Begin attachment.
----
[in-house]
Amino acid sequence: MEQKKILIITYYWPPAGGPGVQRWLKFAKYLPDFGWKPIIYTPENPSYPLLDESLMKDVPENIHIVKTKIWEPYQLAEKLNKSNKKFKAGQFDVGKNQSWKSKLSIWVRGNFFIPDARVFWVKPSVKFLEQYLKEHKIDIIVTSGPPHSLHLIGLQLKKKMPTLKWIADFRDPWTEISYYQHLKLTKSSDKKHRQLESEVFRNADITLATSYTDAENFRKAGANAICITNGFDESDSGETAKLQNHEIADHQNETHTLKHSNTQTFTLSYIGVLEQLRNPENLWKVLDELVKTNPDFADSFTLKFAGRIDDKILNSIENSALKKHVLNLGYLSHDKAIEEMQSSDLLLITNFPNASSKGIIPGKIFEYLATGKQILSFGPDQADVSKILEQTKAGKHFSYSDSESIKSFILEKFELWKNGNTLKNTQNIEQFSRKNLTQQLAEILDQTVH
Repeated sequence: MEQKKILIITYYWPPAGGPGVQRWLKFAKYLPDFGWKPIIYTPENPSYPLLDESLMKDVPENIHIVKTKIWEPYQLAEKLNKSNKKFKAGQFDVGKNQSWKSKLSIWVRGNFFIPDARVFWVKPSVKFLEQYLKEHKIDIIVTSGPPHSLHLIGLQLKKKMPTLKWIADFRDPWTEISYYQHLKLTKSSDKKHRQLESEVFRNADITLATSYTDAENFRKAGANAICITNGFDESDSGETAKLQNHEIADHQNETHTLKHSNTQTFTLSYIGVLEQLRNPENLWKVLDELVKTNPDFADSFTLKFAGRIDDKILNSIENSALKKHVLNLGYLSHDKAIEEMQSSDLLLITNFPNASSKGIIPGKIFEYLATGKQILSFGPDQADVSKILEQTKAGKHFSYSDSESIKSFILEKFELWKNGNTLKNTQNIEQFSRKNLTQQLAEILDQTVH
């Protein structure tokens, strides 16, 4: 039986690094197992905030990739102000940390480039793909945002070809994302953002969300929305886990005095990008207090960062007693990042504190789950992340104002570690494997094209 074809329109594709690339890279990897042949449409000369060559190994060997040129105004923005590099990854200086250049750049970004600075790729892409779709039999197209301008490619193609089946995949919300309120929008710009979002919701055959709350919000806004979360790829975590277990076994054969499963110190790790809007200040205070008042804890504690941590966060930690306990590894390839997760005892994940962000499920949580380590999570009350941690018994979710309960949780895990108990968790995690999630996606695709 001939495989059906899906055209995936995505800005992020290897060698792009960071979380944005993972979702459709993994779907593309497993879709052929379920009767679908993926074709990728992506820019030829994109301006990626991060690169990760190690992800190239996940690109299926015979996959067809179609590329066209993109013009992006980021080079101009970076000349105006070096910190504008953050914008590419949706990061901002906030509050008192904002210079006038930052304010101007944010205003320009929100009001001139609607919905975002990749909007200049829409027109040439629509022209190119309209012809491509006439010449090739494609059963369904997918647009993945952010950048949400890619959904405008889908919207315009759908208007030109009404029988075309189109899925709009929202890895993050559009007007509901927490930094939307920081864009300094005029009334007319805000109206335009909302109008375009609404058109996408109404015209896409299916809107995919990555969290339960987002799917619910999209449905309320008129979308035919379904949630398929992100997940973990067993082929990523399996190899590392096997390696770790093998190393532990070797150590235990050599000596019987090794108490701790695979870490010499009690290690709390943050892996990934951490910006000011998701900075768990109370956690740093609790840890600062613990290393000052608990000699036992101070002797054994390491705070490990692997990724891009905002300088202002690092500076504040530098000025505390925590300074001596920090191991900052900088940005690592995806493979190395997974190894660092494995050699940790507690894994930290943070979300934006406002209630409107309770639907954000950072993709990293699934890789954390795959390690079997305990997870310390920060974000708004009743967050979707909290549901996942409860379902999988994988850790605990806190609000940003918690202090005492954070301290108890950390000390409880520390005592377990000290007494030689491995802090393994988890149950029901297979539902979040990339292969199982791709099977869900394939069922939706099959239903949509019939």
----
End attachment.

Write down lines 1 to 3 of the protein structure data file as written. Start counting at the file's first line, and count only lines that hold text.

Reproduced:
[in-house]
Amino acid sequence: MEQKKILIITYYWPPAGGPGVQRWLKFAKYLPDFGWKPIIYTPENPSYPLLDESLMKDVPENIHIVKTKIWEPYQLAEKLNKSNKKFKAGQFDVGKNQSWKSKLSIWVRGNFFIPDARVFWVKPSVKFLEQYLKEHKIDIIVTSGPPHSLHLIGLQLKKKMPTLKWIADFRDPWTEISYYQHLKLTKSSDKKHRQLESEVFRNADITLATSYTDAENFRKAGANAICITNGFDESDSGETAKLQNHEIADHQNETHTLKHSNTQTFTLSYIGVLEQLRNPENLWKVLDELVKTNPDFADSFTLKFAGRIDDKILNSIENSALKKHVLNLGYLSHDKAIEEMQSSDLLLITNFPNASSKGIIPGKIFEYLATGKQILSFGPDQADVSKILEQTKAGKHFSYSDSESIKSFILEKFELWKNGNTLKNTQNIEQFSRKNLTQQLAEILDQTVH
Repeated sequence: MEQKKILIITYYWPPAGGPGVQRWLKFAKYLPDFGWKPIIYTPENPSYPLLDESLMKDVPENIHIVKTKIWEPYQLAEKLNKSNKKFKAGQFDVGKNQSWKSKLSIWVRGNFFIPDARVFWVKPSVKFLEQYLKEHKIDIIVTSGPPHSLHLIGLQLKKKMPTLKWIADFRDPWTEISYYQHLKLTKSSDKKHRQLESEVFRNADITLATSYTDAENFRKAGANAICITNGFDESDSGETAKLQNHEIADHQNETHTLKHSNTQTFTLSYIGVLEQLRNPENLWKVLDELVKTNPDFADSFTLKFAGRIDDKILNSIENSALKKHVLNLGYLSHDKAIEEMQSSDLLLITNFPNASSKGIIPGKIFEYLATGKQILSFGPDQADVSKILEQTKAGKHFSYSDSESIKSFILEKFELWKNGNTLKNTQNIEQFSRKNLTQQLAEILDQTVH